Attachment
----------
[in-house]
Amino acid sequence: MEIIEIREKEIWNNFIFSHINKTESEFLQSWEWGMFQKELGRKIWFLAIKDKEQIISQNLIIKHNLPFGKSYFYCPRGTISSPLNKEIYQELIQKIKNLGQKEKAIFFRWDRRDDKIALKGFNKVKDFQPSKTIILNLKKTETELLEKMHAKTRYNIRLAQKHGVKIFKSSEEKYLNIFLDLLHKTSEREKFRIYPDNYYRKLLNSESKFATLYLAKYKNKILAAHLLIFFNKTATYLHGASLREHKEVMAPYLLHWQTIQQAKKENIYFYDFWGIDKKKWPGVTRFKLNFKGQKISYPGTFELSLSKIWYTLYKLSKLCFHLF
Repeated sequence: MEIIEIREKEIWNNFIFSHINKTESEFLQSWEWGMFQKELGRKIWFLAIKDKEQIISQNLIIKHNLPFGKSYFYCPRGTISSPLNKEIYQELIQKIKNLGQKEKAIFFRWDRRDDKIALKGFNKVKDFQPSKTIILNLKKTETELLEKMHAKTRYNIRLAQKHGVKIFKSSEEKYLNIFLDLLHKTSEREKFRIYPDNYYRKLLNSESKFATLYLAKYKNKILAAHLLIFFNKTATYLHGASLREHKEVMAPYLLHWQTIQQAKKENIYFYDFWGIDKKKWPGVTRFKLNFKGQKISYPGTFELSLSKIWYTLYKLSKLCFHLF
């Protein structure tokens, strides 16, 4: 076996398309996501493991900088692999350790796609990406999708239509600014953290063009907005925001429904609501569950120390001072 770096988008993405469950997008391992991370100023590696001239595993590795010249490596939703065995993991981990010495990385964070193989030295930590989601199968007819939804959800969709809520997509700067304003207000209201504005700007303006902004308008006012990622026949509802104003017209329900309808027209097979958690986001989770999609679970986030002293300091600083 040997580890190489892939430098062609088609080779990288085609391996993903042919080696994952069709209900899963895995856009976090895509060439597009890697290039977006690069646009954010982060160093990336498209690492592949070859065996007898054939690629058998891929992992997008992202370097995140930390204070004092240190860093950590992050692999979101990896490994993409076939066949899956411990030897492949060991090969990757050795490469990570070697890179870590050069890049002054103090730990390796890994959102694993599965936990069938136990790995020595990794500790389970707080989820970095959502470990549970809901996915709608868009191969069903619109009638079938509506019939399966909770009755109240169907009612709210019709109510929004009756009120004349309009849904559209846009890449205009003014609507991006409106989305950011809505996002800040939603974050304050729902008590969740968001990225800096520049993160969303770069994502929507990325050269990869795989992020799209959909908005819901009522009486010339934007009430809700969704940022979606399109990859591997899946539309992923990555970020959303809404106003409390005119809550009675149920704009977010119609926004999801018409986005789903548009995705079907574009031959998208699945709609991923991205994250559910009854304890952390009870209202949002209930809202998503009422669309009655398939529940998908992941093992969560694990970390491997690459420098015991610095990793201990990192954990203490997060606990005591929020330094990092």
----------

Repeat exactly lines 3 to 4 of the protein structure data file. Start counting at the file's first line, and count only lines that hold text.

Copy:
Repeated sequence: MEIIEIREKEIWNNFIFSHINKTESEFLQSWEWGMFQKELGRKIWFLAIKDKEQIISQNLIIKHNLPFGKSYFYCPRGTISSPLNKEIYQELIQKIKNLGQKEKAIFFRWDRRDDKIALKGFNKVKDFQPSKTIILNLKKTETELLEKMHAKTRYNIRLAQKHGVKIFKSSEEKYLNIFLDLLHKTSEREKFRIYPDNYYRKLLNSESKFATLYLAKYKNKILAAHLLIFFNKTATYLHGASLREHKEVMAPYLLHWQTIQQAKKENIYFYDFWGIDKKKWPGVTRFKLNFKGQKISYPGTFELSLSKIWYTLYKLSKLCFHLF
């Protein structure tokens, strides 16, 4: 076996398309996501493991900088692999350790796609990406999708239509600014953290063009907005925001429904609501569950120390001072 770096988008993405469950997008391992991370100023590696001239595993590795010249490596939703065995993991981990010495990385964070193989030295930590989601199968007819939804959800969709809520997509700067304003207000209201504005700007303006902004308008006012990622026949509802104003017209329900309808027209097979958690986001989770999609679970986030002293300091600083 040997580890190489892939430098062609088609080779990288085609391996993903042919080696994952069709209900899963895995856009976090895509060439597009890697290039977006690069646009954010982060160093990336498209690492592949070859065996007898054939690629058998891929992992997008992202370097995140930390204070004092240190860093950590992050692999979101990896490994993409076939066949899956411990030897492949060991090969990757050795490469990570070697890179870590050069890049002054103090730990390796890994959102694993599965936990069938136990790995020595990794500790389970707080989820970095959502470990549970809901996915709608868009191969069903619109009638079938509506019939399966909770009755109240169907009612709210019709109510929004009756009120004349309009849904559209846009890449205009003014609507991006409106989305950011809505996002800040939603974050304050729902008590969740968001990225800096520049993160969303770069994502929507990325050269990869795989992020799209959909908005819901009522009486010339934007009430809700969704940022979606399109990859591997899946539309992923990555970020959303809404106003409390005119809550009675149920704009977010119609926004999801018409986005789903548009995705079907574009031959998208699945709609991923991205994250559910009854304890952390009870209202949002209930809202998503009422669309009655398939529940998908992941093992969560694990970390491997690459420098015991610095990793201990990192954990203490997060606990005591929020330094990092």